Is Your Teen a Good Candidate for Cosmetic Contouring?
If you were to ask anyone how pleased they were with the quality of their smile, we’d bet everyone can call out something they’d like to have changed. What people don’t realize is that oftentimes, many of the tiny things we question about our smile can be fixed very easily (and affordably) during your regular dental appointment. Contouring is one of those methods that helps reimagine a slightly imperfect tooth. Are you a good candidate, though?
The answer to this question depends on the health of your child, and their teeth. There are three basic concerns:
Enamel thickness: Since enamel shaping removes anywhere from 1-2 millimeters of enamel from the surface of the tooth, it's important to have a complete understanding as to how thick the enamel is before proceeding. If the enamel is judged to be too thin, your dentist may recommend a veneer for that tooth instead. The best way for a doctor to tell is via X-ray.
Stage of growth: Every child experiences growth in degrees specific to their own nature. Thus, before re-shaping a tooth with contouring, your doctor will want a clear picture as to whether bone and tooth growth has subsided. A 360 degree cranial X-ray known as cephalometric scan is often the preferred method of discovery, as it provides depth and range a common X-ray cannot. In fact, if your child is considering, or already wearing braces, they’ve likely already had such a scan.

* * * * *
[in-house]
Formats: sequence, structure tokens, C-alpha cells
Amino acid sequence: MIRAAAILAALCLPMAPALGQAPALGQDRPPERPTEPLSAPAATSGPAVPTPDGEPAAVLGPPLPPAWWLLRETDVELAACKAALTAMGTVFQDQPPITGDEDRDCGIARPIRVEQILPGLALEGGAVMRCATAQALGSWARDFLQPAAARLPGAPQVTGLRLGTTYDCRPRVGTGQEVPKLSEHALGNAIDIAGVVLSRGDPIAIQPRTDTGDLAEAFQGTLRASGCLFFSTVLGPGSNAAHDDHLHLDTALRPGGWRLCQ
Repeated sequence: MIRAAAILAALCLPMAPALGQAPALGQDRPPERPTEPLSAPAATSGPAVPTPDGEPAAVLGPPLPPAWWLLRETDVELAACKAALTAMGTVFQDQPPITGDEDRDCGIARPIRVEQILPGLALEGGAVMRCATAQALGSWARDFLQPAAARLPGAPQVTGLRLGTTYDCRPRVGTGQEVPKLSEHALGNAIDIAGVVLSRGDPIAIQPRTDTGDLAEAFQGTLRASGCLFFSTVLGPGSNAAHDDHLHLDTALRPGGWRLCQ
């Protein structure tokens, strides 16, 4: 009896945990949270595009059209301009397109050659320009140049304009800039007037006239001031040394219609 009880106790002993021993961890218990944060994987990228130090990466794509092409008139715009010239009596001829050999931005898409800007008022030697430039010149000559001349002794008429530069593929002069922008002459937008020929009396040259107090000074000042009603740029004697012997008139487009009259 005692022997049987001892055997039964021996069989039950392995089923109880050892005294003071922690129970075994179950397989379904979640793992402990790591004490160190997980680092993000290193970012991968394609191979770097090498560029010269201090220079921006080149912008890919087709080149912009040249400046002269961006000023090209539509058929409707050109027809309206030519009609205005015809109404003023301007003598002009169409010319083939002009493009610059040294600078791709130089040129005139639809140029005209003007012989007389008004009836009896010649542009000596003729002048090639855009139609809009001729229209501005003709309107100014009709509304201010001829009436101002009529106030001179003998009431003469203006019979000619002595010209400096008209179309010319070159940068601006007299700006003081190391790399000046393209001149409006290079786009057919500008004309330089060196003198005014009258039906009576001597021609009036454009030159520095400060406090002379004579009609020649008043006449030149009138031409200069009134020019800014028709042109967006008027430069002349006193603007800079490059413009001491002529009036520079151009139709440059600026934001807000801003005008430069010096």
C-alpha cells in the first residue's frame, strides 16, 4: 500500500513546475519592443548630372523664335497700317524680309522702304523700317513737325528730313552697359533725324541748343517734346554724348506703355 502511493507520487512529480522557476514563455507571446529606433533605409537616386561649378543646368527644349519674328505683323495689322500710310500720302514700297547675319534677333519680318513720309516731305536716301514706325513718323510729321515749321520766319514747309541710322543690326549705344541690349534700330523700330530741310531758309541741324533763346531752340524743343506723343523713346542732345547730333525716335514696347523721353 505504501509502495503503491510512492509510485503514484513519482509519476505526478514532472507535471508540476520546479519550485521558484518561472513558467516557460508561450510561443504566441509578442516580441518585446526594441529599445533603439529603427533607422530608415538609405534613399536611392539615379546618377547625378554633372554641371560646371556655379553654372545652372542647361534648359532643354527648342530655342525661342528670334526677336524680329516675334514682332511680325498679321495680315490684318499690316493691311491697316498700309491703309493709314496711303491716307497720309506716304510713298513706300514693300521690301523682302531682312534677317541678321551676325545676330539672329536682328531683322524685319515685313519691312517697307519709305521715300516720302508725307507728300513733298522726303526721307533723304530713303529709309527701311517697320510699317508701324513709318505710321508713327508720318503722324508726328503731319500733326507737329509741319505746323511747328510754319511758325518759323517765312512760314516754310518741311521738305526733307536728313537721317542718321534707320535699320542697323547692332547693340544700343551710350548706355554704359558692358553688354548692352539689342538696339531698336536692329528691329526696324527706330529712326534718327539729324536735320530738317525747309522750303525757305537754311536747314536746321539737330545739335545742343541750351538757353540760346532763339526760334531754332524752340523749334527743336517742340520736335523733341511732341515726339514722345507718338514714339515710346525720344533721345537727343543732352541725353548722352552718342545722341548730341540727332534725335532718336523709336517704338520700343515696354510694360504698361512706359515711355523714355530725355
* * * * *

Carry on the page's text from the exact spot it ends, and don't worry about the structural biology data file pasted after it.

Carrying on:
Overall gum and tooth health: Overly “pointy” canine, or “bumpy” enamel are easy contouring fixes as long as the rest of the tooth, and its adjacent teeth, are healthy. If there's gum disease, weak bone structure supporting the teeth, or nearby damage that could affect the stability and health of the tooth being shaped, your doctor may not recommend the procedure.
Cosmetic contouring is an affordable cosmetic solution, and because of its ease of application and usefulness in a wide variety of cosmetic concerns, it can be used to improve all manner of imperfections. Contouring is also affordable, and quick! Ask if your teen is a good candidate at your next visit. You can read more about the procedure itself as well as get info about bonding (contouring’s distant cousin!) here.